The majority of the recipes on this blog have a dinner and/or dessert connotation – sadly, there is little to no representation of my favorite meal: breakfast. It is the only time of day that encourages both creative ingredients and caloric liberties. Breakfast can make or break your day, depending on how “scrambled” you feel once you walk out the door. As such, I’ve decided to introduce a new series on this blog called “Rise and Shine” – these posts will showcase morning favorites, and natural light is the BEST lighting for foodie photos…so this series is a total win-win. Last weekend I was in NYC for Valentine’s Day, and rather than risk the crowds/drama at local restaurants, Tom and I spent the weekend cooking at home. We ended up making some great meals, including this Whole Wheat French Toast with Bananas Foster.
French Toast is a breakfast icon, and thankfully it’s a cinch to make. The history of this dish is somewhat nebulous, though it finds an affinity with recipes dating all the way back to the 4th century (only the most delicious recipes stand the test of time). It was and still is a great solution for using up stale bread. You basically soak individual slices of day-old bread in an egg & cream mixture, then frying the bread until browned and cooked through. It creates the perfect canvas for any number of toppings, from maple syrup to fresh fruit. We sadly had grabbed a bad batch of raspberries (hate when that happens!) and had to ditch almost the entire crate. The weather outside was discouraging, but we needed a new plan…
Tom decided to brave the wintery slush to grab a few bananas from the corner store. He had some rum in the apartment, which led to my suggesting bananas foster…and Jamaican coffees, which were stellar. Bananas foster is fairly simple, and though I personally believe that the flambé makes all the difference it is optional: you can safely add the rum and allow it to cook down for a few minutes with a simmer alone (and avoid the concern of setting fire to your kitchen). Right towards the end, Tom suggested adding the few raspberries we had salvaged, and it gave the dish a nice Valentine’s Day touch 🙂 I drizzled some clover honey over the plated slices of toast and foster, and the result was…well, I’ll let the photos do the talking. Click HERE for a sweet recipe to start your day!
Have you ever eaten a meal with others in total silence? Granted…there are times when this implies an extremely tense situation (as I imagine celebrity family dinners in the wake of a PR scandal must be), but silence is more often than not an indication of a delicious meal. Once we started eating the French toast, very few words were exchanged. The ability to appreciate without disruption – whether it be food or music – allows you to more fully experience that which you are enjoying. There honestly should be no need for words. This led to my choosing Felix Mendelssohn’s Songs Without Words (Lieder ohne Worte): a collection of short solo piano pieces, written between 1829 and 1845. Much the way that the foodie photos above speak for themselves, Mendelssohn was adamant that these works needed no written clarification – he felt the musical messages were far clearer than any program notes could express. The following statement captures his thoughts exactly:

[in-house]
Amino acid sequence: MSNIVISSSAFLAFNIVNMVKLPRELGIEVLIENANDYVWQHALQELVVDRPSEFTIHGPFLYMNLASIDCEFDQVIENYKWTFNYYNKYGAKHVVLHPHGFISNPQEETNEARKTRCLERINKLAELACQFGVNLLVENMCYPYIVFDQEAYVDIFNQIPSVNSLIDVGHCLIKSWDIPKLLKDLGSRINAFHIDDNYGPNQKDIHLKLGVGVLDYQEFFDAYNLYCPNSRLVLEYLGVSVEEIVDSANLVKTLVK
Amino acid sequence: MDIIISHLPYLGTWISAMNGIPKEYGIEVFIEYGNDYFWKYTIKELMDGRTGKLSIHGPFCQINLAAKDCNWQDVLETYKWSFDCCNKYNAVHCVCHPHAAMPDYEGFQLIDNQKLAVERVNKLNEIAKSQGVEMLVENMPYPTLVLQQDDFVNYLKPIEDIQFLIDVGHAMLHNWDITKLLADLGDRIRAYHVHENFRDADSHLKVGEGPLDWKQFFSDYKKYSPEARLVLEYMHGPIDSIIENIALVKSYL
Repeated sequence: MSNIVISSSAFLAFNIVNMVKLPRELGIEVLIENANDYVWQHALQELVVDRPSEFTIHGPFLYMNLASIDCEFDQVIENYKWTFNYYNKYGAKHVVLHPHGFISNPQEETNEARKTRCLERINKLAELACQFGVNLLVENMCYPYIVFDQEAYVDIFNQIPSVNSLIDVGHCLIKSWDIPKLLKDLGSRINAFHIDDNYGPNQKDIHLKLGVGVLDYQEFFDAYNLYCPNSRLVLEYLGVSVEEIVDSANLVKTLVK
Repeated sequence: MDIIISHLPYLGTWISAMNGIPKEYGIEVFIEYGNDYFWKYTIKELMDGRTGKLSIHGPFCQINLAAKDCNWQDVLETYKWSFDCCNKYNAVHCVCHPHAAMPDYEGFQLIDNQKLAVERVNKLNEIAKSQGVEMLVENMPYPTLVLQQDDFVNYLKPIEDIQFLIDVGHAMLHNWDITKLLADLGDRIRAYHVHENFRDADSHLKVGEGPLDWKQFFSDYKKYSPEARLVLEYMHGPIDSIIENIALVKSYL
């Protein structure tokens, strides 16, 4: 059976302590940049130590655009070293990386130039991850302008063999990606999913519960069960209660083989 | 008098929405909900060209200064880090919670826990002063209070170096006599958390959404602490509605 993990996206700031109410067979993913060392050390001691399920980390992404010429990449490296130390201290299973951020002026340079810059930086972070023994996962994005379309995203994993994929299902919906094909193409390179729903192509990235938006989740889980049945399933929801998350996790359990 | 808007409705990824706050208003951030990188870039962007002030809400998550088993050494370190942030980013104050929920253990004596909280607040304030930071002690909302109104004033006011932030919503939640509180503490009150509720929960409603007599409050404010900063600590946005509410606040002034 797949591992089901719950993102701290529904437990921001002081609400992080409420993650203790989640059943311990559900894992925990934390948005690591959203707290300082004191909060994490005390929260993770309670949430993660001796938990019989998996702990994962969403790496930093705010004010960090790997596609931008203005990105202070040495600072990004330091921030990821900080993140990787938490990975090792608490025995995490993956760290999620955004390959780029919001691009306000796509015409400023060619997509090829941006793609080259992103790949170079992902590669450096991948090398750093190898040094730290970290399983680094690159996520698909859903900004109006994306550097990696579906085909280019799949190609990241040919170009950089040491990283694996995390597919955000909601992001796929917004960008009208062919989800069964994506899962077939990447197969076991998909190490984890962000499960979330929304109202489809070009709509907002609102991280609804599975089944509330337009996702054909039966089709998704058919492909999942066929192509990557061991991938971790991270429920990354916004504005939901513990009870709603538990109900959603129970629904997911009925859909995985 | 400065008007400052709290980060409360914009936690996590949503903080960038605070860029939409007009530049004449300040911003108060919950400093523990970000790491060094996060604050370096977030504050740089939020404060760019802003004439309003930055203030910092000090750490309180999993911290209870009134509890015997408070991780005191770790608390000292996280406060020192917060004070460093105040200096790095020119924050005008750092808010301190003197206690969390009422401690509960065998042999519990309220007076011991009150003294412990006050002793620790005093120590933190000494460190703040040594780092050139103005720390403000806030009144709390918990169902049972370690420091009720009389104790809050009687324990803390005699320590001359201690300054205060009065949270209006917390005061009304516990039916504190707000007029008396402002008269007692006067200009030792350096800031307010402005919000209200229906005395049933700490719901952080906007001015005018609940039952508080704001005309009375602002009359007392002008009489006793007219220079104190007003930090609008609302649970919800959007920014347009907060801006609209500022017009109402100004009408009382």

People often complain that music is too ambiguous, that what they should think when they hear it is so unclear, whereas everyone understands words. With me, it is exactly the opposite, and not only with regard to an entire speech but also with individual words. These, too, seem to me so ambiguous, so vague, so easily misunderstood in comparison to genuine music, which fills the soul with a thousand things better than words. The thoughts which are expressed to me by music that I love are not too indefinite to be put into words, but on the contrary, too definite.
While some might believe this is a matter-of-course statement for classical composers, his music fully supports the sentiment. The pieces in this collection aren’t overly complicated – in fact, many find them lacking in technical dexterity and difficult to interpret as a consequence. Their subtle melodies come across as spoken dialogue, with gentle harmonies that neither overpower the music nor overwhelm the listener. The music’s message is clear and quite literally needs no words. The below recording is the full collection with pianist Daniel Barenboim (this recording is over 2 hours in length…so feel free to listen in shifts). Enjoy!